Blackberry's avatar

@all Indeed.

ItsAHabit's avatar

Yes, and quit picking on me all the time. What’s that strange voice I hear commanding me to beam up to the moon? You can’t hear it? Quit lying to me! And quit picking on me!

Sorry. Mental illness is a serious problem and GeorgeGee did a great job of addressing the question.

zenele's avatar

I wouldn’t know.

Neither would I.

gailcalled's avatar

Freud said (not in these words) that one’s goal should aim for normally neurotic instead of clinically bonkers.

Otto_King's avatar

Relatively everybody is “normal”! It’s all about what is normal for YOUR mind. It ain’t about what is normal in a country’s sociaty, culture, habit. Everybody in his little world can feel normal. Even if some of them aren’t, according to regional meaning of being “normal”.

nebule's avatar

like that @gailcalled!!

I would say no… as others have said there are too many factors that go into us being human..a primary one being emotion and the fact that we are biological (in the sense of hormones perhaps I’m thinking…) heartbreak is bound to befall us all at some point…

Now if you said can we have moments of being mentally healthy…even days…months…possibly yes…. but that can’t be sustained…and I don’t think it should be…without pain..there is no pleasure it is a fact of the universe we live in…life-death…to name but one

Aster's avatar

I guess you’d need a detailed definition. I think we can start out having almost perfect mental health but sooner or later stuff happens adversely affecting that mental health. Maybe if we could grow up on a sparsely populated island and stay there we could be saved from a lot of misery. But even then, our parents would pass away and our kids would get sick so I guess we were all meant to go through trials in life in order to appreciate the good times. I’m so poetic. ))-:

Val123's avatar

I think not. But I also think I’m as close to perfectly mentally healthy as a person can get. But that’s just my opinion.

zenele's avatar

@Dutchess: Yeah, you blend.

Val123's avatar

@zenele I hardly think that blending is a sign of mental stability! I suppose it could be, if there are those that feel that people who don’t blend are unstable.

Andreas's avatar

@Blackberry Mental health is something that exists in the mind, hence the mental part. Whether outside factors influence a person or not depends on that person. A depressed person can be absolutely emotionally numb in a party or festival situation and get absolutely no joy from the surrounding festivities. A mentally healthy person can be ecstatic in a crowd of mourners at a funeral, as a contrast. It all depends on where they are mentally at that time.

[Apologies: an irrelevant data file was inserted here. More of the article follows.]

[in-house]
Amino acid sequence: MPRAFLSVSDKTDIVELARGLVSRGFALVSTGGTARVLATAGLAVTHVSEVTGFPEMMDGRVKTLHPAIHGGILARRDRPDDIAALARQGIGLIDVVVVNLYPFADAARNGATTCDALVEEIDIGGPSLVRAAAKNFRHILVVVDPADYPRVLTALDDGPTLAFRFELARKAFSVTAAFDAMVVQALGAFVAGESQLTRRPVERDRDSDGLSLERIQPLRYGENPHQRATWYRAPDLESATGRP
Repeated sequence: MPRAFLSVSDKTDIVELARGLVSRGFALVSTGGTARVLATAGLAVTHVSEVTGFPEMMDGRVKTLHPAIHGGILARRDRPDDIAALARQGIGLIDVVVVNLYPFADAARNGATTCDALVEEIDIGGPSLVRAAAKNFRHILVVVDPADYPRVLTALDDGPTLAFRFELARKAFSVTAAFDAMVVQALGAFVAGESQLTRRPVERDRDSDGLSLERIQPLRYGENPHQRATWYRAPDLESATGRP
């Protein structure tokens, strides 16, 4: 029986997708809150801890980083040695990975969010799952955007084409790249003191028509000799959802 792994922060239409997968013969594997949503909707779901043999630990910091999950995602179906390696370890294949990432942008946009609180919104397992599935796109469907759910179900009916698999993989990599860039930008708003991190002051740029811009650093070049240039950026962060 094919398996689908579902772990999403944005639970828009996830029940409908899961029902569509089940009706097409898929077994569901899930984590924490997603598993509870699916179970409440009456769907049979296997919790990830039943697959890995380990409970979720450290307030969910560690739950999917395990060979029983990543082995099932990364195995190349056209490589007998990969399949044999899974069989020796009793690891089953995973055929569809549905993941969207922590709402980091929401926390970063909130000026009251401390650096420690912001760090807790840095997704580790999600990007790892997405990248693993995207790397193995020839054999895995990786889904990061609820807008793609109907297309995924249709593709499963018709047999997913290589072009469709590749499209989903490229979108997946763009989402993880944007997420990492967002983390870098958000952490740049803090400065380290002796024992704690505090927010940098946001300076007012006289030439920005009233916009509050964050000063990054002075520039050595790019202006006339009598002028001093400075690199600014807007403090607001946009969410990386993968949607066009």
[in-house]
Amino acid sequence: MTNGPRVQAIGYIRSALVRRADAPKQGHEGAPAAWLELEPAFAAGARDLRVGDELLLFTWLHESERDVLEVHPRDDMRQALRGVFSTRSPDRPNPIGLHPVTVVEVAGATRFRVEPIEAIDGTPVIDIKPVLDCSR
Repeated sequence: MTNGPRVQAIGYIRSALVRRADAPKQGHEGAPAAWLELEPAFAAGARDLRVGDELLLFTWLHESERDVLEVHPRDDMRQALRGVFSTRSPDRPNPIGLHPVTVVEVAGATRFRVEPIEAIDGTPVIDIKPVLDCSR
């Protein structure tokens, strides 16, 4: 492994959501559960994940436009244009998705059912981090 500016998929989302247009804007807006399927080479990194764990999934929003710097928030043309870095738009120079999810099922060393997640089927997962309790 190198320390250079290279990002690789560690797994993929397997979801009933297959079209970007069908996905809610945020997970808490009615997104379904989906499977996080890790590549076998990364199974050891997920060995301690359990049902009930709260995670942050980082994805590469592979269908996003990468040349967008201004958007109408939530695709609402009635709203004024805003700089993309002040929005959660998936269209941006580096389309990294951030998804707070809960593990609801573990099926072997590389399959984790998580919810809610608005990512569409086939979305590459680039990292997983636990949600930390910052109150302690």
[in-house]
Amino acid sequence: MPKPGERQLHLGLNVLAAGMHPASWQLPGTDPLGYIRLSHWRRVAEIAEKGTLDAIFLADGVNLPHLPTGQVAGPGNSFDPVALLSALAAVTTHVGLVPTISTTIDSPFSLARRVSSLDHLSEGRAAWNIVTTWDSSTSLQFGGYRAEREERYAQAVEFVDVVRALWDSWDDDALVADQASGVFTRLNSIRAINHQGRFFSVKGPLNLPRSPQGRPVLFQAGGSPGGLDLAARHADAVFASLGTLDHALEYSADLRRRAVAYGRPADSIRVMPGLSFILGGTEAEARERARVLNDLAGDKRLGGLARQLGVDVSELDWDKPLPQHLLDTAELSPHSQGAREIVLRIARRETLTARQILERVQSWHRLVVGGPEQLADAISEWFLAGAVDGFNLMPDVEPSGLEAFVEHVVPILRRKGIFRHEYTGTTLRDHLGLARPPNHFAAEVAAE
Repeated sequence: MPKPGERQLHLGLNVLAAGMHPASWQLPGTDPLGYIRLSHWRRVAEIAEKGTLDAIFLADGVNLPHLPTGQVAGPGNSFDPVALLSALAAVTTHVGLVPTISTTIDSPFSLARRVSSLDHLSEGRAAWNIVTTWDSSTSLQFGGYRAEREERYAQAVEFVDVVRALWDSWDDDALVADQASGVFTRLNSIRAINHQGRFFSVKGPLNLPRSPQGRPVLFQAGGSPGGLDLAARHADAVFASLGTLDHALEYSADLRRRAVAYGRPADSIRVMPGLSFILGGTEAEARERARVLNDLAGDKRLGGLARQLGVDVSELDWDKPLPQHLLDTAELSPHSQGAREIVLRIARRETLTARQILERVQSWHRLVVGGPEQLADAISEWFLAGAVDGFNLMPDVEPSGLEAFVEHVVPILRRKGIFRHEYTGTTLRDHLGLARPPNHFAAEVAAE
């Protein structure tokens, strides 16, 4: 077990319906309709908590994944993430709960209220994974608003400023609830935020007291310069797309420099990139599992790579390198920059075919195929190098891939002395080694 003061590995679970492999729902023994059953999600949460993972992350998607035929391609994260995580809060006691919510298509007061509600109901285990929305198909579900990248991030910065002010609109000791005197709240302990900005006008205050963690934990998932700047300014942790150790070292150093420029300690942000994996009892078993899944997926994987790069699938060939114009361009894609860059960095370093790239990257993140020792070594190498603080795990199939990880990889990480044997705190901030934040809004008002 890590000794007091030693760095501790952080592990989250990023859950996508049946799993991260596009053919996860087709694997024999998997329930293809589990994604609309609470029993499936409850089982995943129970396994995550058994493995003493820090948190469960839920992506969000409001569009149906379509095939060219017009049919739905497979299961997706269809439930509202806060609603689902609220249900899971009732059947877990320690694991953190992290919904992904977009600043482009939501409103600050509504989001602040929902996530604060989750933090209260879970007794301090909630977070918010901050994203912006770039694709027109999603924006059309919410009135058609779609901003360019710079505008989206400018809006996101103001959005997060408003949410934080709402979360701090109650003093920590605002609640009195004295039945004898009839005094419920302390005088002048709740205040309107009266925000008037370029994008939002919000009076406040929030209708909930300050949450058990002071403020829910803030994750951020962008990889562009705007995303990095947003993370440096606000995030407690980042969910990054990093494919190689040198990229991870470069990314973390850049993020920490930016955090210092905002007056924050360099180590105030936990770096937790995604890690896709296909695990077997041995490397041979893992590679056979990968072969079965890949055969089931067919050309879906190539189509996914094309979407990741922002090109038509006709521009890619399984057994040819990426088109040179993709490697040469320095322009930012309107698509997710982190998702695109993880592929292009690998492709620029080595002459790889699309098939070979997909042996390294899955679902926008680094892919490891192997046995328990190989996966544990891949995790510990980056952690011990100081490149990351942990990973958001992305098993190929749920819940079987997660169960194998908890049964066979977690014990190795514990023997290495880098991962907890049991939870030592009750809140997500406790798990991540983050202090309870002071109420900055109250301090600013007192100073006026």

The idea of “normal” is rubbish, as what is “normal”?

I speak from personal experience.

All the best to you.

Val123's avatar

How could a mentally healthy person be ecstatic in a crowd of mourners at a funeral? How could a person possibly feel ecstatic when surrounded by people who are hurting, and hurting badly at the loss of a loved one? I would take that as a sign of mental issues….as well as total insensitivity.

Andreas's avatar

@Val123 It was meant as an illustration to show the great chasm that exists between a depressed person and a mentally healthy one. Mental health issues cannot be broken down to a static list of what is and what isn’t depression, in my personal experience. To truly understand depression as a human with all its pain, one has to experience it. There is no way of fully understanding every nuance without personal experience. Treating professionals without personal experience can only give clinical understanding to the sufferer. Mental health problems are loathsome in the extreme.

No offense was intended to you or any other person. I apologise for giving such. I suffer from depression, which is kept in check with antidepressants, and hence, speak from personal experience.

I consulted two psychiatrists in the mid-90’s and I never felt any benefit. The people who I got the most help from at the time were my counsellor, a lady who had had some horrible life experiences and was inspired by her counsellor to train for the same type of work. Anta, my loving wife, was the other person, but over a good many years, and still continuing. Anita, too, has mental health issues.

I wish you well.

Val123's avatar